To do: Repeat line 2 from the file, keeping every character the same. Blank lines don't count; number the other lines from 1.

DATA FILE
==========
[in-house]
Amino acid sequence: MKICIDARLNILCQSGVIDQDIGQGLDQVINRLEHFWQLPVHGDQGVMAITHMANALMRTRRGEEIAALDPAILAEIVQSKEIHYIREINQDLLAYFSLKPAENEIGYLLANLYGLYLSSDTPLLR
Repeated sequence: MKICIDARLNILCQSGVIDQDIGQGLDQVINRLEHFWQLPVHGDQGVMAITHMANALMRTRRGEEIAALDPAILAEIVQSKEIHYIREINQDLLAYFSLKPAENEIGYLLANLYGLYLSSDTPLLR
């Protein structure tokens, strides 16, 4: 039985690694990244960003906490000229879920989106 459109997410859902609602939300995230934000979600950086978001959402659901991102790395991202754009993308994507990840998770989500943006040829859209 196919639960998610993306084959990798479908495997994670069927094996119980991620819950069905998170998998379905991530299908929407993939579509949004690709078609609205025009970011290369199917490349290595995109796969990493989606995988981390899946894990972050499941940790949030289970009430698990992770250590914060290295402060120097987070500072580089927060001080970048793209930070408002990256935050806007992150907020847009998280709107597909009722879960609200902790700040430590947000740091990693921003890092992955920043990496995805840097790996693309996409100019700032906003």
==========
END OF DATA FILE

Amino acid sequence: MKICIDARLNILCQSGVIDQDIGQGLDQVINRLEHFWQLPVHGDQGVMAITHMANALMRTRRGEEIAALDPAILAEIVQSKEIHYIREINQDLLAYFSLKPAENEIGYLLANLYGLYLSSDTPLLR